It is a strange experience reading his biography because I have witnessed all of the periods of the book. I worked with Boris’s first wife, and attended their wedding. I knew Marina Wheeler, wife and mother, from childhood. I worked with Boris at the Telegraph and I was the editor of the Evening Standard during his second term as Mayor of London.
I am reminded of the writer and director Richard Eyre saying that he was usually disappointed reading journalism about people he knew. Even if the facts were right, the essential person was missing.
A fundamental characteristic of Boris Johnson is that he is elusive. The moments of revelation and clarity in the book are usually quotes from Boris Johnson. This detail, for instance: ‘I cycle because no one can tell me what to do.’
This book is really a play without Hamlet; so, once Bower has finished with his Freudian analysis, he turns to Boris Johnson’s record. There is a long and detailed section about his housing policy as Mayor. He respectfully transcribes conversations, for instance, between Johnson and his transport chief Peter Hendy.
‘Let’s build another cable car.’
‘Let’s not,“ replied Hendy. Let’s do Crossrail 2.’
‘You think so?’ ‘Yes.’
‘OK,’ said the mayor.
Boris Johnson was encouraged to be mayor by the former editor of the Evening Standard Veronica Wadley and there is a lot of joint enterprise in their vision for London.
‘Veronica Wadley, the editor of the Evening Standard, then a paper of considerable influence in London, was frustrated by Cameron’s indifference to challenging Livingstone’s tired regime…. Wadley fixed on the only Tory matching her requirements. She had worked with Boris at the Telegraph and understood his potential... She told Cameron that the newspaper would support Boris and no one else.’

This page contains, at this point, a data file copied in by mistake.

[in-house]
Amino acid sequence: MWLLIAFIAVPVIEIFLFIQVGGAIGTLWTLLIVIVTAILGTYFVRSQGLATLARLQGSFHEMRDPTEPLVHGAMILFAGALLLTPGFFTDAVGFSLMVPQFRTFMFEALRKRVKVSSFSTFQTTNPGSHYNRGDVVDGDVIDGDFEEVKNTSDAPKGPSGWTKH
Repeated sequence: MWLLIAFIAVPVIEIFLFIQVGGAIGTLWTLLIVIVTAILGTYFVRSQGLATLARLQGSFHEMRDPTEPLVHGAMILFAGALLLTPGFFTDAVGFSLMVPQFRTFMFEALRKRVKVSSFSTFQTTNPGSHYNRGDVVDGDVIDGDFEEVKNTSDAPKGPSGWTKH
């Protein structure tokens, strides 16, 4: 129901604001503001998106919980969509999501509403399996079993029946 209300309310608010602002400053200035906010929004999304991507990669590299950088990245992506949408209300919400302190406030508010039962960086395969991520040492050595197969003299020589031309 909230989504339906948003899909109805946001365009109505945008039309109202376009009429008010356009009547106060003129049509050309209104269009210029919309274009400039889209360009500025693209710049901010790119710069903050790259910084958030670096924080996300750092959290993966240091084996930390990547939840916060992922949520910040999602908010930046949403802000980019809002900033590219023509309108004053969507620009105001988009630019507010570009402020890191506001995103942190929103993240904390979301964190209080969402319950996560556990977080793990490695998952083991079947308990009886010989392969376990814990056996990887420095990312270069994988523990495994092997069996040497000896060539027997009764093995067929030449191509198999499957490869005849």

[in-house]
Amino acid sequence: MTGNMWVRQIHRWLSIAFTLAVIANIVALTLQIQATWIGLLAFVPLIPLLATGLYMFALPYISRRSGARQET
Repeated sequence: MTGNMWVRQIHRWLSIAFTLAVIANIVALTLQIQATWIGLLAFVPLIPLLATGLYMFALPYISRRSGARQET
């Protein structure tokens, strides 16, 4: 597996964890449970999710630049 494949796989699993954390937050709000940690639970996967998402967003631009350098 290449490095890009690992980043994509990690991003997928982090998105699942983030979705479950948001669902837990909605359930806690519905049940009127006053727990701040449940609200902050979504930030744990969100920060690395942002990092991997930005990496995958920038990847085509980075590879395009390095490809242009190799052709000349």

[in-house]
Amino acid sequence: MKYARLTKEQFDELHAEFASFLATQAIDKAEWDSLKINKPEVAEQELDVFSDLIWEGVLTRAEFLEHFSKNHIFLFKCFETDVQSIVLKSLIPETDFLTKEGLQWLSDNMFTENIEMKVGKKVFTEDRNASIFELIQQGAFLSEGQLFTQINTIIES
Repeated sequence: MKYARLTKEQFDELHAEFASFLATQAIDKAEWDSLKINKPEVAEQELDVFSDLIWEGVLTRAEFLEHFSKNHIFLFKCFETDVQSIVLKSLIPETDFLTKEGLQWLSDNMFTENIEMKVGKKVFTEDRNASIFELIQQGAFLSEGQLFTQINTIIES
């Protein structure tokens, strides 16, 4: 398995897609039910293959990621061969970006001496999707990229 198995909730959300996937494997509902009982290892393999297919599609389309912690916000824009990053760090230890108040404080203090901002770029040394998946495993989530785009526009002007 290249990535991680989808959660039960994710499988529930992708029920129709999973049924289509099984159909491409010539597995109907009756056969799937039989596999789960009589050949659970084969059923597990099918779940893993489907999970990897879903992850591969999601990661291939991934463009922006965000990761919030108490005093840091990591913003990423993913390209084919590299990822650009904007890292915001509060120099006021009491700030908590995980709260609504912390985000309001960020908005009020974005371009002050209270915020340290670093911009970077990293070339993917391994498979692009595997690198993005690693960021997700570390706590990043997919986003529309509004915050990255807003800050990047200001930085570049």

I smiled at the expression, “then” a paper of influence. Bower is commendable in his admiration for Wadley’s achievements; so perhaps it is journalistically pedantic to point out that she is also Bower’s wife and that she has just been elevated to the House of Lords by Johnson.
I mention this because the couple also have mutual friends who are not admirers of Boris
Johnson. Max Hastings, who was Boris’s editor at the Telegraph, has railed ever since that Johnson is a cad and a buffoon.
Bower gives Boris the benefit of the doubt in this book and sides with him against the ‘unctuous and fluent Simon McDonald’, the pro-EU Foreign Office civil servant, the vindictive Theresa May, the competitive David Cameron and George Osborne, and any other obstacles to Boris’s path.
The events of the Referendum until the present date are well-covered, although you do not get the feeling of being in the room that Tim Shipman evoked in his accounts. Neither does Bower have the stylistic elegance of Johnson’s other biographers Andrew Gimson or Harry Mount, who I should say is the editor of this magazine.
But the book does put the case for Boris Johnson and it is worth considering that there is method in the madness.
Is it a kind of genius who walks away from the wreckage? Is there a final act still to come?